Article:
Visiting the Schengen Area: What American Travelers Need to Know

If you hear the term “Schengen zone” and think of a shadowy area from a ‘60s spy novel, pull up a chair. There are some things Americans should know about traveling this region of Europe, including a new requirement.

Let’s start with the basics:

What is the Schengen Area?

The Schengen zone – also known as the Schengen area – is actually a group of 27 popular European countries: Austria, Belgium, Croatia, Czech Republic, Denmark, Estonia, Finland, France, Germany, Greece, Hungary, Iceland, Italy, Latvia, Liechtenstein, Lithuania, Luxembourg, Malta, Netherlands, Norway, Poland, Portugal, Slovakia, Slovenia, Spain, Sweden, and Switzerland.

It exists so people who live inside the zone can travel between countries without a passport.

Many travelers from around the world need a special Schengen visa when they travel to countries in the Schengen area, but Americans don’t. For that reason, you may have even been to the Schengen zone and not have realized it.

However, Americans and other travelers have to follow special travel rules inside the Schengen area.

Schengen Requirements for Americans

To start with, U.S. citizens need the following when they enter the Schengen area:

  • A valid U.S. passport for at least 90 days beyond your intended departure from the Schengen area
  • Evidence on purpose of entry

Starting in 2025, Americans (and travelers from other countries) will need to register on the European Travel Information and Authorization System (ETIAS) for any trip of 90 days or less to any country in the Schengen zone.

ETIAS is similar to the Electronic System for Travel Authorization, where non-U.S. citizens register before traveling to the United States of America. It’s a pre-screen to identify bad actors that requires you to enter some basic personal and travel information and pay a small fee.

Also read: How to Replace a Lost or Stolen Passport on a Trip

Longer Stays

If an American wants to stay for more than 90 days in the Schengen area they need to apply for a residence permit in the country where they’ll be staying. This can take time, so travelers should apply for a permit as soon as they know they’ll be extending their stay.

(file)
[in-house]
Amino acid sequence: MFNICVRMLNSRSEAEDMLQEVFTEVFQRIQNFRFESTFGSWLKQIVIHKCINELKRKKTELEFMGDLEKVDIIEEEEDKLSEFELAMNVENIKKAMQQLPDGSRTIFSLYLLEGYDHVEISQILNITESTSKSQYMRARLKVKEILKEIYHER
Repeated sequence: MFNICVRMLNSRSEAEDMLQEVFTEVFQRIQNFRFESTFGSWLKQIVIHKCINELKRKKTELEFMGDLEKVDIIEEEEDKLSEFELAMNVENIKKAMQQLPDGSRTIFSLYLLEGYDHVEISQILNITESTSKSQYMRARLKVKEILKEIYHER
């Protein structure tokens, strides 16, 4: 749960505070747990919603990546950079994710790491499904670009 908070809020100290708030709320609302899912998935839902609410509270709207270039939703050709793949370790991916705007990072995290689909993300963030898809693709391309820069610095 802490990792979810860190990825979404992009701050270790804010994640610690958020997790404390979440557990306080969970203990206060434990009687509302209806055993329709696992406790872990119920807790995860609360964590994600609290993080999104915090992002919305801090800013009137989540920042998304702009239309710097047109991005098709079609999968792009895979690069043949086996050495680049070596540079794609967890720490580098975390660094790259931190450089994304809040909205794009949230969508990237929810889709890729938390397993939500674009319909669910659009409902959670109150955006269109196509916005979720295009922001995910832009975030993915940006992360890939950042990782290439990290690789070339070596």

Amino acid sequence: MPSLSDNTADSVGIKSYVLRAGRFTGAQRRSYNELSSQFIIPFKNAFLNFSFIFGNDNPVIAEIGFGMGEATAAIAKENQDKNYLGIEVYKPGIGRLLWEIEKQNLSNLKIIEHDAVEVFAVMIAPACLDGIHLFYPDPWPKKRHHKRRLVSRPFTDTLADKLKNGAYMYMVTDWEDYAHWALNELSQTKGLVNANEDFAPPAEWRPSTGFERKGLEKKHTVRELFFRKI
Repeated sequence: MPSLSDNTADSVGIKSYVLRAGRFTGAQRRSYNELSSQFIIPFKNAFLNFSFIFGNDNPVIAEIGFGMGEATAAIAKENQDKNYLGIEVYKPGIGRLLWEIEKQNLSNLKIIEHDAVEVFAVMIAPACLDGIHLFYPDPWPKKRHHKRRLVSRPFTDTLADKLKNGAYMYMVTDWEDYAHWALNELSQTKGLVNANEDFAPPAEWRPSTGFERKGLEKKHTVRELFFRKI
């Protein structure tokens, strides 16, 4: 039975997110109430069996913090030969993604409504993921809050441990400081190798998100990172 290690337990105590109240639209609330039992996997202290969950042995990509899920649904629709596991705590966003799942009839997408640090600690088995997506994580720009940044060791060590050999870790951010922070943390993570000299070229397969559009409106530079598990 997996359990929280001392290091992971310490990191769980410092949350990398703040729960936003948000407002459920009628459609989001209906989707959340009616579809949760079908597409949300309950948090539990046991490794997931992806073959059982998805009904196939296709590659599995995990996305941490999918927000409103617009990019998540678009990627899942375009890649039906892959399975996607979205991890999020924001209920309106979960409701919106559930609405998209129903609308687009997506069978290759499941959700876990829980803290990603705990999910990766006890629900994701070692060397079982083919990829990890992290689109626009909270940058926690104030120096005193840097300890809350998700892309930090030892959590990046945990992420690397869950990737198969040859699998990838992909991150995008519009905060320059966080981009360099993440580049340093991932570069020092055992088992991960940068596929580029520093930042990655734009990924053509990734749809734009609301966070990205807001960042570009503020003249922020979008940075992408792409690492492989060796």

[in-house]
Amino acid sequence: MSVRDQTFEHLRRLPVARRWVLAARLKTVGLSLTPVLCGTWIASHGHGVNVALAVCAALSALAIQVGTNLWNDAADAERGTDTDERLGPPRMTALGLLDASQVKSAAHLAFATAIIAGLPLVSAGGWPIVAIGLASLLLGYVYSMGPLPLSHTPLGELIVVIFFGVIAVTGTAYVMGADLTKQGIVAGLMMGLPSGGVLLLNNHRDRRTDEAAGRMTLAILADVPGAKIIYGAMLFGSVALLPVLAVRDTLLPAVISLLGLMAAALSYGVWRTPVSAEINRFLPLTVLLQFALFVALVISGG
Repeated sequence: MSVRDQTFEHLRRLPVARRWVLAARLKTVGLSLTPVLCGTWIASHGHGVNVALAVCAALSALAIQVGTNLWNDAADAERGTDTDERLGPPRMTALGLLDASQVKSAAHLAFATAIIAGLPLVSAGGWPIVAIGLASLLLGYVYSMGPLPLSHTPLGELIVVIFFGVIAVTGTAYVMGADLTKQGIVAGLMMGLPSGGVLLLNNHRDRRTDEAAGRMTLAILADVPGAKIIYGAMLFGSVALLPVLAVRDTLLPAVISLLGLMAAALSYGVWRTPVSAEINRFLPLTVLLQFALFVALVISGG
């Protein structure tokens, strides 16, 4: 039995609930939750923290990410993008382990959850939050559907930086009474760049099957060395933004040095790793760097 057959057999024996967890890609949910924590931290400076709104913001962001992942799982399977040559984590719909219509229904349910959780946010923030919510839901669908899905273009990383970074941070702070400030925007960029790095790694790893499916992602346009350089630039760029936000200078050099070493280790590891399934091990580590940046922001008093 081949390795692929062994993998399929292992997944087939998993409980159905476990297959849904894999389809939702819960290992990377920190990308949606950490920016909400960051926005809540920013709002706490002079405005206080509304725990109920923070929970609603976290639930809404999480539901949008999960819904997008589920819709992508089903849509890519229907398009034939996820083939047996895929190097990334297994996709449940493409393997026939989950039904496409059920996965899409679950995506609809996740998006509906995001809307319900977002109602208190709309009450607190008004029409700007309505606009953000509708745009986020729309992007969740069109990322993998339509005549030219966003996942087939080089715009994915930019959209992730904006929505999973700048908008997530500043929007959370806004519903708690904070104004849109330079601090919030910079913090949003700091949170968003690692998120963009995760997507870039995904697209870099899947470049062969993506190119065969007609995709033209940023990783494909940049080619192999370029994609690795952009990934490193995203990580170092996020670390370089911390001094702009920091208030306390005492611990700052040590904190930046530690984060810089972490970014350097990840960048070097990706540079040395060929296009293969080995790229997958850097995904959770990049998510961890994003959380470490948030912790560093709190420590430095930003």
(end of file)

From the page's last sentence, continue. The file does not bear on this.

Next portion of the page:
The EU has tried to standardize application procedures for residence permits, so you shouldn’t expect many curveballs. However, you should be prepared to establish:

International Health Insurance

Of those three requirements for residence permits, international medical insurance is the one most fraught with uncertainty for many travelers.

That’s because (according to Generali’s page on international travel insurance):

  • Your health insurance may not provide coverage for hospitalization
  • Your health insurance may not have dedicated resources abroad
  • Your healthcare provider may not provide real-time assistance
  • You may need secondary coverage due to the rising costs of medical evacuations
  • And, in this case, because it’s required in Europe

The application process for a Schengen visa also requires proof of travel medical insurance with coverage for certain elements, including emergency hospital treatment and emergency medical evacuation. While Generali doesn’t offer a policy only for travel medical insurance, the StandardPreferred, or Premium plans fulfill the Schengen visa insurance requirements.

Also read: How Travel Insurance Helps When You’re Sick and Stuck Abroad

Special Situations

Sometimes you hear the term “Schengen visa” thrown around in regard to American travelers to Europe, so let’s make sure we’re crystal-clear on this: Americans do not need a Schengen visa to visit the Schengen area.

Americans will need to show a valid passport, proof of financial viability, and a travel itinerary, and complete the online entry form as of November, 2023. That’s it.

For those that need one, Schengen visas come with additional requirements for travelers beyond what an American has to do to enter the area.

For instance, an applicant that is a citizen of the Dominican Republic (or any of the other countries listed here) would have to supply the following to get a Schengen tourist visa:

  • A completed application form
  • Two recent photos
  • Valid passport
  • Roundtrip reservation or itinerary
  • Travel health insurance
  • Proof of accommodation
  • Proof of financial means (bank account statement or sponsorship letter)
  • Evidence of employment status
  • If a student, proof of enrollment and a no-objection letter from their university

Fortunately, if they’re a U.S. resident, travel insurance from Generali meets the travel health insurance requirement.

The idea behind the Schengen zone is great, especially for residents of Schengen countries. For people looking to travel into these countries, it’s not quite so great, because requirements can seem unclear and there’s some added paperwork.

However, the requirements are pretty inconsequential for the convenience of near-frictionless movement within the Schengen area.

Questions on traveling into the Schengen area? We’re here to help. And we have the travel insurance you need to take the worry out of your European vacation.

Get a quote today.


Travel insurance for the Schengen Zone and beyond
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